At the same time as the Hindu community were celebrating Holi, the Jewish community were  celebrating the carnival festival of Purim.  Purim recalls how Queen Esther saved the Jewish community when the wicked Haman had convinced King Ahaseurus of Persia to issue a decree ordering their extermination. The story is told at Purim when the Book of Esther is read through twice in the synagogue. Every time the name Haman is mentioned it’s drowned out with rattles and hooters and boos from the congregation. Children also wear fancy dress and there’s a sense of hope and celebration, a bond of unity within the community and a belief in survival in the face of what in the story seemed a hopeless situation.  I’m sure this festival has taken on added significance since the Nazi attempt to exterminate the Jews. It’s a lesson for all of us that life can come out of death, that hope can overcome despair, that communities that stand together can and do survive.

Last year these three festivals fell on the same day. This year Purim and Holi were held earlier in March while Naw Ruz was celebrated on 20th. They’ve a certain amount in common, being Spring festivals. Purim and Holi have a carnival atmosphere and all of them a sense of new beginnings, a sense that light can follow darkness. As the world faces these dark days of isolation and quarantine their message can give us hope and confidence that this too will pass, that a new life is possible, that we will one day be able to celebrate once again with family and friends.

Rosh Hashanah

Guest Blog from Esther Sills, Programme Manager for The Council of Christians and Jews

At the beginning of October the Jewish community are celebrating the High Holy Days.  These are “ten days of repentance” which include Rosh Hashanah, Yom Kippur and the days in between, during which time Jews should meditate on the subject of the holidays and ask for forgiveness from anyone they have wronged.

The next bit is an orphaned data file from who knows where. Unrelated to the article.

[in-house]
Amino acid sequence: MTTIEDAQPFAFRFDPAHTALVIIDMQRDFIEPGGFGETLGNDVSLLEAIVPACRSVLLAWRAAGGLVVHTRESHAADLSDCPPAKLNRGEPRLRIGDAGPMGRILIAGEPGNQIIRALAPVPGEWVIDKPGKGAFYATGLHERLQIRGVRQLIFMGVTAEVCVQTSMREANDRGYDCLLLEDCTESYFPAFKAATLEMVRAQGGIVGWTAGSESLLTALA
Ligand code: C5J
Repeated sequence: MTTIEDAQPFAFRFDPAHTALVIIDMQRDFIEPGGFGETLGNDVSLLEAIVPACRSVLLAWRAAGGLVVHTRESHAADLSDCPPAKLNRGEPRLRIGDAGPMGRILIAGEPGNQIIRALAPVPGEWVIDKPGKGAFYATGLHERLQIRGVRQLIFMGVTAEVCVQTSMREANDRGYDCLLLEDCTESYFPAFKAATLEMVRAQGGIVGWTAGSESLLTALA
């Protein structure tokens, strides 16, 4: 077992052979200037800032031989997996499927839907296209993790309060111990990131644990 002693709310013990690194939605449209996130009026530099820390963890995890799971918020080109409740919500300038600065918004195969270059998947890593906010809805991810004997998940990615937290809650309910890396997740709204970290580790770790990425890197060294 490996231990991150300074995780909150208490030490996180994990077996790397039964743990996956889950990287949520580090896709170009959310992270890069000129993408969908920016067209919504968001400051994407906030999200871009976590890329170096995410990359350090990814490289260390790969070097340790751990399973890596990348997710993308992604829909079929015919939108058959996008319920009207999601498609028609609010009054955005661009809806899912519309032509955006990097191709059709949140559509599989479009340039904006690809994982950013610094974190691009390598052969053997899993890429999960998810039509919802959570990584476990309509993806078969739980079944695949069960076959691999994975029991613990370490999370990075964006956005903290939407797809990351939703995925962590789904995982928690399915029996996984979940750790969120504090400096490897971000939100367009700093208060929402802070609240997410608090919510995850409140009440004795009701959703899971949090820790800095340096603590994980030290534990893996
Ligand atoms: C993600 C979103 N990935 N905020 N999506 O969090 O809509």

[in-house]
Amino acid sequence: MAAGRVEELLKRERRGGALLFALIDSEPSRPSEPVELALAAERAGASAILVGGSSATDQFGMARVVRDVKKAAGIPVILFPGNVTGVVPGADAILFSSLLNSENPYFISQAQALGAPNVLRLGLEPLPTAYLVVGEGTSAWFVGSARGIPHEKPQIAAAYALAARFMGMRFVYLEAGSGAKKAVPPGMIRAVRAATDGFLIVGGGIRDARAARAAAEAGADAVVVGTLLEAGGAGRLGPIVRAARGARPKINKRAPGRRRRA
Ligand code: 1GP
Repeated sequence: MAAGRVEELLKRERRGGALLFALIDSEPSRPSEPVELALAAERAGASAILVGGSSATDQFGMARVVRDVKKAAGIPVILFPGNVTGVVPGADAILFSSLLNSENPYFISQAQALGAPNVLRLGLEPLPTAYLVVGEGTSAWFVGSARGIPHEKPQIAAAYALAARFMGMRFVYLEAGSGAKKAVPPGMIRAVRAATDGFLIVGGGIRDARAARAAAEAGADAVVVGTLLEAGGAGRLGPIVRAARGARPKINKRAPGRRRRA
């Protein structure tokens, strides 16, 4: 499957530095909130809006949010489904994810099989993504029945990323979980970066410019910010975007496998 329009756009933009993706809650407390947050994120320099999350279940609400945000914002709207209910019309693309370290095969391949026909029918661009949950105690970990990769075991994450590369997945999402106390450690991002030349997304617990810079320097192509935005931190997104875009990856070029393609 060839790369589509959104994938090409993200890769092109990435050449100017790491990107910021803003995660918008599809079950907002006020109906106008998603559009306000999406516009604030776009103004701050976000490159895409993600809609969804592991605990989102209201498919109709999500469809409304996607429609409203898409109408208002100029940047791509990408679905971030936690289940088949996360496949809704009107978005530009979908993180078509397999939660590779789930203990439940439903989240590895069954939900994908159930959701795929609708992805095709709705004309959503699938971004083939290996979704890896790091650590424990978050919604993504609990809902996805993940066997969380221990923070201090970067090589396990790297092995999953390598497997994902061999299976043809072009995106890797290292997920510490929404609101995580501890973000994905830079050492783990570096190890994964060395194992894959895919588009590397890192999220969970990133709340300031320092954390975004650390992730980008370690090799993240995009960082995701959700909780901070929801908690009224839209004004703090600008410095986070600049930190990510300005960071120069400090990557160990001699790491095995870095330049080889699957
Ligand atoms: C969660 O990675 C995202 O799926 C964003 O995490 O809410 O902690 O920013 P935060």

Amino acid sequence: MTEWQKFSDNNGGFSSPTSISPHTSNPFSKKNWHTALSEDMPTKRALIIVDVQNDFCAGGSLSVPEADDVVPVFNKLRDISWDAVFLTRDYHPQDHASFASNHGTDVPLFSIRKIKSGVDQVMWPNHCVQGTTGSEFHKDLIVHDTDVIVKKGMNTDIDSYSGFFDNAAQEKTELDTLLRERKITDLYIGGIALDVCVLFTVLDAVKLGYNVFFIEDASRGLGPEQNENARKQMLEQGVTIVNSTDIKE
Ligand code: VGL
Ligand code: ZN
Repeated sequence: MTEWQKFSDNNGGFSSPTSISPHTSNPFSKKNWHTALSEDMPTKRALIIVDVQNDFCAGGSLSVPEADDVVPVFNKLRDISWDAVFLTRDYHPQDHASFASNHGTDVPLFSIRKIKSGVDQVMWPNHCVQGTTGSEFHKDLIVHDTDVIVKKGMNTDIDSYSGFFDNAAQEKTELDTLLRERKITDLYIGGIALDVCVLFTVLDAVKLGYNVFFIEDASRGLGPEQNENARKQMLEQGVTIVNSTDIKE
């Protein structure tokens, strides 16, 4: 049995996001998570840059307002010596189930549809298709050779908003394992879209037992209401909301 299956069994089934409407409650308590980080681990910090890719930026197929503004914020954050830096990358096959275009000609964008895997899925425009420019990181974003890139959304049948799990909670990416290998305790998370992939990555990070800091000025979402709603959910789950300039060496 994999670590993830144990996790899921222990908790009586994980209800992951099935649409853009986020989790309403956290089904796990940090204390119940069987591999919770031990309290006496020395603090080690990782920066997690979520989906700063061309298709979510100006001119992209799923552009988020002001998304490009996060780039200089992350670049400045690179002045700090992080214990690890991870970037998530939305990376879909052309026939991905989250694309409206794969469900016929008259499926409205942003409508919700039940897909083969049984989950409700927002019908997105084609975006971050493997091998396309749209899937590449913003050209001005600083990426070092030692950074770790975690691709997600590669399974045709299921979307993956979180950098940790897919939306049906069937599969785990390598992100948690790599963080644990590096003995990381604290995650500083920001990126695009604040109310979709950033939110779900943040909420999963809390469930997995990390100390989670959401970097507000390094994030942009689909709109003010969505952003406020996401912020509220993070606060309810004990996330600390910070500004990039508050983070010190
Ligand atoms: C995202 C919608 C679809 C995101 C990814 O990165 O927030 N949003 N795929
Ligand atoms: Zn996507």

This Sunday evening marks the start of the two day Jewish New Year festival Rosh Hashanah. The Hebrew word Rosh Hashanah translates as “the head of the year” and commemorates the anniversary of the world’s creation and the beginning of humanity[1]. The essence of Rosh Hashanah can be understood as both that of rejoice and introspection[2]. A time where Gd’s conception of society is celebrated but equally where the actions of humankind within that society are recalled and reviewed with sacred judgement. It is at this time of sacred judgement that deliberation upon the inauguration of humanity’s role is encouraged and both the manner in which one’s life has manifested in the year passed and the form in which it can manifest in the year to come is also reflected upon[3]. Many observe this time of divine appraisal with customs of prayer and symbolic practice. Special synagogue services are run by some throughout the day in which prayers for peace, blessing and of repentance take place. It is during these prayer services that many will sound the loud blasts of the shofar[4] (ram horn), a ritual which (amongst other purposes) serves as a wake-up call to one’s moral and spiritual conscious[5]. Throughout the festival many will also consume sweet foods, such as apples in honey, to symbolise the sweet New Year that one hopes to have.

This notion of internal contemplation and reflection, embedded within the theme of Rosh Hashanah, resonates with much contemporary salience. This is because as the shofar horn is sounded, and its loud blasts ricochet, an alarm is raised[6]. An alarm with a purpose which transcends that of mere auditory arousal. An alarm which serves to stimulate the confrontation of one’s own moral and spiritual doings: “awakening the slumbering souls that have grown complacent”[7]. This urgency of the shofar to address the values of passivity and complacency is very much applicable to today’s social context[8]. We live in a time of global moral crisis. Egotistical cultures of selfishness and ignorance plague society, and the neoliberalisation of human suffering is firmly placing blame and responsibility at the feet of the individuals in need. Humanity is bleeding. Yet we have manufactured this phantomic narrative which is systematically undermining the notion of universal moral duty and is, in turn, legitimising and perpetuating an ethos of moral complacency.